5. A golf club head comprising: a solid body comprising: a striking face defined by a substantially flat first plane and including a golf ball-striking surface with a center portion, said face having an opposing rear surface; a heel having an upwardly extending hosel for receiving one end of an elongated shaft; a toe opposite and taller in height than the heel, the face being interposed the toe and the heel; a sole interposed the heel and the toe and disposed below the face; a top-line interposed the heel and the toe and superposed the sole and the face; a back defined by a second plane which is inclined relative to the first plane defining the face, the back being opposite the face and having a single open cavity extending toward the face and covering a majority of the back, the cavity having a first larger portion adjacent the toe and a second smaller portion adjacent the heel; a peripheral belt surrounding the cavity of the back and including a toe perimeter portion, a heel perimeter portion, a sole perimeter portion, a top-line perimeter portion and junction perimeter portions interposed adjacent ones of the toe, heel, sole and top-line perimeter portions, wherein a majority of the weight of the club head is disposed within the peripheral belt; and a single bridge member superposed a portion of the cavity, spaced away from said rear surface of said face, the bridge member comprising a first end and a second end attached to the belt in combinations, respectively, selected from a group consisting of the top-line perimeter portion and the toe perimeter portion, the top-line perimeter portion and the heel perimeter portion, the top-line perimeter portion and a junction perimeter portion, the sole perimeter portion and the heel perimeter portion, the sole perimeter portion and a junction perimeter portion, the heel perimeter portion and a junction perimeter portion, the toe perimeter portion and a junction perimeter portion, and a first junction perimeter portion and a second junction perimeter portion so as to place the center of mass of the bridge member in a predetermined location different from the location of the center of mass of the club head absent the bridge member; whereby the trajectory of a ball struck by the center of the golf ball-striking surface of the face is influenced by the location of the center of mass of the bridge member relative to the center of mass of the club head absent the bridge member.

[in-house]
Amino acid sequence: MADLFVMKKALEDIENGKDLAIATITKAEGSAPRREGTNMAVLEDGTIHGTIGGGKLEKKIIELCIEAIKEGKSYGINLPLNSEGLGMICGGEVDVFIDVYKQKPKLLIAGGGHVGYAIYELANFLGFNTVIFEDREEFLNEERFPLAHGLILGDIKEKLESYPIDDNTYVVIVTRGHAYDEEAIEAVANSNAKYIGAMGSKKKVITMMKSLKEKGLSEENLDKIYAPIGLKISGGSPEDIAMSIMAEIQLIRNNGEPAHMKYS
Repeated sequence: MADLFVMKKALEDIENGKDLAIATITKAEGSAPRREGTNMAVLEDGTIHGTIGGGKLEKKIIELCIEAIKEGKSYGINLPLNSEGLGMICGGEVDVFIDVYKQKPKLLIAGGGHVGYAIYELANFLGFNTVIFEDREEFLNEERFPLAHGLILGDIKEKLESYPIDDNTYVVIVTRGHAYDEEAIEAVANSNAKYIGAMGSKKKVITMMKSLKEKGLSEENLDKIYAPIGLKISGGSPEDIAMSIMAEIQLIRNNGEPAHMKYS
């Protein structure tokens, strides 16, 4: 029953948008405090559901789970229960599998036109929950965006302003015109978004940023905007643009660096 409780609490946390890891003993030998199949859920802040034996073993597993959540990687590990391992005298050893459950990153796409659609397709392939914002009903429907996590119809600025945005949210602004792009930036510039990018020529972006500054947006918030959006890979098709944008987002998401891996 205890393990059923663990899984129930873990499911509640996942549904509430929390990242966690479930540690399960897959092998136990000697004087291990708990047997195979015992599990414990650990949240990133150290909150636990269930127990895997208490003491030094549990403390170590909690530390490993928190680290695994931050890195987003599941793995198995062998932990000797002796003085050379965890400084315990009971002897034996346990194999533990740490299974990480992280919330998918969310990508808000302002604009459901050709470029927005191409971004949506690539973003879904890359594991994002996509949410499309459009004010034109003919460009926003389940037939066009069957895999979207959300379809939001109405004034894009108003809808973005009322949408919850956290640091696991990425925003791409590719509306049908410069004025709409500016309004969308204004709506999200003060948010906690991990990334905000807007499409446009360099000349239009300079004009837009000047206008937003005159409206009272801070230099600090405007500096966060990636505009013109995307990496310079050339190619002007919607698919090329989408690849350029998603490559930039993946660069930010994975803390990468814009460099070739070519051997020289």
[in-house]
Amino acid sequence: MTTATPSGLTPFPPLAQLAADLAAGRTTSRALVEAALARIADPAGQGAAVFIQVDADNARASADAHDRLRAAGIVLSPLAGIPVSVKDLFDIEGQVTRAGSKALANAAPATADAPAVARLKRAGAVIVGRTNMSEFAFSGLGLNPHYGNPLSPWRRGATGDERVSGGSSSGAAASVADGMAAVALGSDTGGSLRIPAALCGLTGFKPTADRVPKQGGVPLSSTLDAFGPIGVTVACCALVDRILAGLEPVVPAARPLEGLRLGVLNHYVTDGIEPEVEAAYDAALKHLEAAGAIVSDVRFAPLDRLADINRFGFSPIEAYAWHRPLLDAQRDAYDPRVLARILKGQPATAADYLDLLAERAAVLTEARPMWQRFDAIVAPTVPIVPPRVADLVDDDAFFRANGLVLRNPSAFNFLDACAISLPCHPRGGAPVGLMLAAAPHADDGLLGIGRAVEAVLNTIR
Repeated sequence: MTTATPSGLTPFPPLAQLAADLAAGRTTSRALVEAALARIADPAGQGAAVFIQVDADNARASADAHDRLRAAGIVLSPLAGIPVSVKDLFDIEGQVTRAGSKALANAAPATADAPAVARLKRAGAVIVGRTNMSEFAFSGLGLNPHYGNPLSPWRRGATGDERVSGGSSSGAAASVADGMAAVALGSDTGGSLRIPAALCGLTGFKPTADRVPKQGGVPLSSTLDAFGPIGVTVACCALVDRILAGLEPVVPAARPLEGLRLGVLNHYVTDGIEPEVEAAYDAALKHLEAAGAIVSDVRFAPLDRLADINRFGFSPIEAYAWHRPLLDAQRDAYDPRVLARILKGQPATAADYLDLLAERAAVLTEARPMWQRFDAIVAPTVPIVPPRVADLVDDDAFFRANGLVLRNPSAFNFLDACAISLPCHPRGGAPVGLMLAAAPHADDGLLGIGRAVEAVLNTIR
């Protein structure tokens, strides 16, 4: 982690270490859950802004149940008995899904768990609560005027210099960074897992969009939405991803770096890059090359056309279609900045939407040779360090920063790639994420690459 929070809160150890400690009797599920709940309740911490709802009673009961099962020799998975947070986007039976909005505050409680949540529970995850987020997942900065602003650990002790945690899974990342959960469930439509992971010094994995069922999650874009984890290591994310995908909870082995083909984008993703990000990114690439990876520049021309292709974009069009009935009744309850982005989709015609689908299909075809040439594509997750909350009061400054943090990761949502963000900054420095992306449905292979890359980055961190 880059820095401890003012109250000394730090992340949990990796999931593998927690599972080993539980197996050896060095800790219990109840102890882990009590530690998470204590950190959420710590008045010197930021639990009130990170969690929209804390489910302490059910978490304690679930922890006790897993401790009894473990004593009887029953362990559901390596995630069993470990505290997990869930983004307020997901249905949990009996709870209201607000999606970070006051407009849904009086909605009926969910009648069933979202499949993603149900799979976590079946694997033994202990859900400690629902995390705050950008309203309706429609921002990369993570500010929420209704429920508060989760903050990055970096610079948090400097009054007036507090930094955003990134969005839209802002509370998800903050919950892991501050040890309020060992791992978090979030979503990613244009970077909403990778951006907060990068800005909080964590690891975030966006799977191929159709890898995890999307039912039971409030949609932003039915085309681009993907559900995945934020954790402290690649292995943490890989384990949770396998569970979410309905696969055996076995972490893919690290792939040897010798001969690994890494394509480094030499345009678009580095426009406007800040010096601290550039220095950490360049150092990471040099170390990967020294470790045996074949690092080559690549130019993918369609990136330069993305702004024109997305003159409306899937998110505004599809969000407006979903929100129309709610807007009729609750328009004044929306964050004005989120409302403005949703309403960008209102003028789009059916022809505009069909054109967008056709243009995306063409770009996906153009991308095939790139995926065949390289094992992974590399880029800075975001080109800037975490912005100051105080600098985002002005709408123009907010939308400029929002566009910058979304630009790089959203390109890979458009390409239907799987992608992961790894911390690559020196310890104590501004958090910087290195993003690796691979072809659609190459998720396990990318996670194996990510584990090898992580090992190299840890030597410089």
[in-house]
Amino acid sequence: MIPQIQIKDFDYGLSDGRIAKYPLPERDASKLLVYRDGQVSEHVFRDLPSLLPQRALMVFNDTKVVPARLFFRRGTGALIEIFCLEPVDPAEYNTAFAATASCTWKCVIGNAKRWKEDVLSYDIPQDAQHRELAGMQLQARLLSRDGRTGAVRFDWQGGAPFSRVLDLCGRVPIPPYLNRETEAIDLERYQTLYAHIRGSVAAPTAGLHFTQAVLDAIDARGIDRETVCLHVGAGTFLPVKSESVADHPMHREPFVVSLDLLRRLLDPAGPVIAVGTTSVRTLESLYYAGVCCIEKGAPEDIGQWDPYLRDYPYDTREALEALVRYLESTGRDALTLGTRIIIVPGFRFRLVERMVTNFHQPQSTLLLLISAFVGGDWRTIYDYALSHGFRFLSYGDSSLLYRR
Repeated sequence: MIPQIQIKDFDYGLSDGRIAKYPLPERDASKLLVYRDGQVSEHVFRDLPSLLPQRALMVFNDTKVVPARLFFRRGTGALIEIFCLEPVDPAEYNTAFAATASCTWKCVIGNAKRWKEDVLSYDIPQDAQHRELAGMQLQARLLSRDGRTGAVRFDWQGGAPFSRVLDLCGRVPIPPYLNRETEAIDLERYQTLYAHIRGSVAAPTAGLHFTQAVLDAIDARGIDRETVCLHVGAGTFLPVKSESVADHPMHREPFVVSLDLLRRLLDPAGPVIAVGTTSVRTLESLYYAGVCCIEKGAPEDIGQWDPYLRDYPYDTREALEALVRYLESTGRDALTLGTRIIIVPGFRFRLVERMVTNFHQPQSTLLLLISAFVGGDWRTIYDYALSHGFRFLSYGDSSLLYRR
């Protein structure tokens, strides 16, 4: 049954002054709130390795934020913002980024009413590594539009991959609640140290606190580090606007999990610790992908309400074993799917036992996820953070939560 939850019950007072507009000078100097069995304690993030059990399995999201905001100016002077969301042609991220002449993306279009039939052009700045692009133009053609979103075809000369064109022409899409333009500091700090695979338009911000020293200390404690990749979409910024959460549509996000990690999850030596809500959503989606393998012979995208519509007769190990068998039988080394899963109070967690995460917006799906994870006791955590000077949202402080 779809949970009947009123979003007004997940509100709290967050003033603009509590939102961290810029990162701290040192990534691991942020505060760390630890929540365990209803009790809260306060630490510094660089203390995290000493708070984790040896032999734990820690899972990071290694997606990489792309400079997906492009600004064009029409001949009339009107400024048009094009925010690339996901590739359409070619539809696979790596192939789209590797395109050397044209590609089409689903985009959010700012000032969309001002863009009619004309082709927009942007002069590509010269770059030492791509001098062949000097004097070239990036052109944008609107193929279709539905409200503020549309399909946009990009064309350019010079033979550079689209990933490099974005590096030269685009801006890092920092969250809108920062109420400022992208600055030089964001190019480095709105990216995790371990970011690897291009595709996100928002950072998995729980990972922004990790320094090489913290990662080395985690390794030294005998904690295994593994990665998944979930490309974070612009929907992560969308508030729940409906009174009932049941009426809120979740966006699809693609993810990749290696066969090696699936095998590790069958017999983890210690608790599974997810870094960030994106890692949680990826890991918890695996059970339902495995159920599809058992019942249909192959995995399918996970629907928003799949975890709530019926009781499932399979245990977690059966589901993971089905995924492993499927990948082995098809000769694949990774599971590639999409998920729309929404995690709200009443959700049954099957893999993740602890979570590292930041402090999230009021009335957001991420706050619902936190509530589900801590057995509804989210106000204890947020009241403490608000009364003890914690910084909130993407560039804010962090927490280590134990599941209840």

6. The golf club head of claim 5, wherein said striking face is composed of a non heat-treatable metal alloy, wherein said striking face has been treated with laser radiation with power varying between 1 Watt to 5000 Watts, wherein the heat from the laser has reduced the hardness of the striking face from 5% to 95% of the original surface hardness, and the depth of the reduced hardness material ranges from 0.0001 inch to 0.1 inch.